Many of the businesses that Mentor Works meets have at least a general idea of the projects that they would like to complete over the next year or two—these businesses might be planning to attend a few trade shows, further develop software, or implement new production equipment, for example.
Despite their careful planning, however, many Canadian businesses miss out on the opportunity to receive government grants and loans that could offset their project costs.
We often see companies taking a reactive approach where, rather than planning for funding at the same time that they plan other aspects of projects, funding is an afterthought or a separate process. As a result, crucial projects may be delayed or scaled back due to insufficient financial planning—maybe the business is only able to install one new production line instead of two, or it must reduce the number of graduate student interns it can hire in its R&D lab. When projects are scaled back, the business never achieves all of the projects’ planned benefits, and growth is limited.
A Funding Strategy: Benefit from Canadian Government Grants
The alternative to reactive financial planning is a proactive approach. Forward-thinking management and project teams understand the advantages of a well-planned funding strategy. These teams have a clear roadmap for their business strategy over the next 12-24 months, and possibly beyond. They also actively explore options to finance their activities—options that go beyond merely using internal cash flows.
This proactive approach ensures that funding is in place before projects begin and that businesses will complete projects on time and in their entirety, achieving all planned project benefits to support company growth.
Developing and realizing a Proactive Funding Plan™ can help businesses align projects with the right government funding to ensure project success. Proactive plans utilize management best practices to execute projects efficiently, while increasing a company’s chances of success in securing government funding to pay for project expenses.
Interested in learning more about the benefits of Proactive Funding Plans and how to build one? Download our free resource.
Key Elements of a Proactive Funding Plan
Mentor Works’ slide deck, How to Build a Proactive Funding Plan, gives businesses an in-depth explanation of proactive funding strategies and how these strategies relate to small business funding. Below is an overview of Proactive Funding Plans to help businesses understand the key elements and advantages of this type of strategy.
What Exactly Is a Proactive Funding Plan?
A Proactive Funding Plan identifies in writing your strategic goals over the next one to two years and pairs these goals with the government grants, loans, and tax incentives that are most likely to support financing for your upcoming projects.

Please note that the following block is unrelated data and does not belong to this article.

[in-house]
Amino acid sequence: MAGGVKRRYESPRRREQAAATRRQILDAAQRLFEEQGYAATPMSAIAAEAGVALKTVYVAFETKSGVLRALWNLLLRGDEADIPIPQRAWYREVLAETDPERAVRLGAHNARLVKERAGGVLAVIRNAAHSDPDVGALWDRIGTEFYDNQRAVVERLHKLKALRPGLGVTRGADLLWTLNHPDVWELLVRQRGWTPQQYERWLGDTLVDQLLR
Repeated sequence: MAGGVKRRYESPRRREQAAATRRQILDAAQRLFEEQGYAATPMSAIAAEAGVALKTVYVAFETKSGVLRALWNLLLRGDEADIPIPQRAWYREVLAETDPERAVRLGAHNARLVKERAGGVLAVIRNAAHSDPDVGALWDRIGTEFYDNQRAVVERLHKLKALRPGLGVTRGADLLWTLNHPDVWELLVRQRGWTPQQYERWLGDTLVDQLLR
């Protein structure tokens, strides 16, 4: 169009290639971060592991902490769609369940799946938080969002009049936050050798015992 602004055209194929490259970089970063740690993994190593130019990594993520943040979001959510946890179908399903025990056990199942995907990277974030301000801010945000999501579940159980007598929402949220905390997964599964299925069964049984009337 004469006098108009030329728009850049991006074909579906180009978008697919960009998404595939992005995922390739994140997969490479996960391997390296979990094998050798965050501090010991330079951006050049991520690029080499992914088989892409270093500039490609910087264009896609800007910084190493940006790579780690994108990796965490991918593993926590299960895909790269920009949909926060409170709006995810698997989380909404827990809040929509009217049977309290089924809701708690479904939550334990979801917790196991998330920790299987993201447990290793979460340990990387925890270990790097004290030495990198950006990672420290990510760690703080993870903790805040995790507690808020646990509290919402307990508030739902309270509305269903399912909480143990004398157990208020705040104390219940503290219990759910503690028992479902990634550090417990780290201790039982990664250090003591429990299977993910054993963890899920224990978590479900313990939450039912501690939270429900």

Creating an accurate, effective Proactive Funding Plan involves three steps:
- Establish Projects and Priorities: Management drafts a written plan that identifies the company’s strategic direction over the next 12-24 months, as well as the major projects that will help satisfy growth targets.
- Set Major Timelines: Management and other stakeholders examine each of the priorities described in the written plan and establish start and end dates, in addition to major milestones and deliverables.
- Incorporate Government Impacts: For each of the company’s projects, management identifies impacts or outcomes that align with the government’s priorities for various funding programs (job creation, increased exports, reduced emissions, etc.), so that the business can make a competitive case for support through government grants and loans.
How Can a Proactive Funding Plan Fast-Track My Company’s Growth?
Once you have established projects and priorities and set major timelines, you will have a better understanding of your organization’s financial needs for projects over the next two years, and you will be able to recognize if a funding gap exists.
Funding gaps occur when businesses identify several projects but do not have the internal capital to support them all. If a company does not address its funding gap, some projects or aspects of projects may be cut from the strategic plan, inhibiting growth. A Proactive Funding Plan helps avoid this scenario.
When there is a funding gap, applying for Canadian government funding becomes essential to moving your projects forward and accelerating your business growth.
The third phase in the Proactive Funding Plan, the incorporation of government impacts, is essential to securing additional funds. Knowing the government’s priorities and how they align with your planned projects will allow you to make a competitive case for securing business grants and loans from the government and improve your chances of funding success.
Create and Realize Your Own Proactive Funding Plan
Canadian small business managers and executives can learn more about building a Proactive Funding Plan and applying for Canadian government grants by downloading Mentor Works’ slide deck, How to Build a Proactive Funding Plan.
This free resource gives you a detailed, step-by-step plan on how to develop a proactive funding approach. It explains how strategic planning can lead to greater return on your investment in projects, ultimately contributing to your company’s long-term success.
Download the How to Build a Proactive Funding Plan slide deck.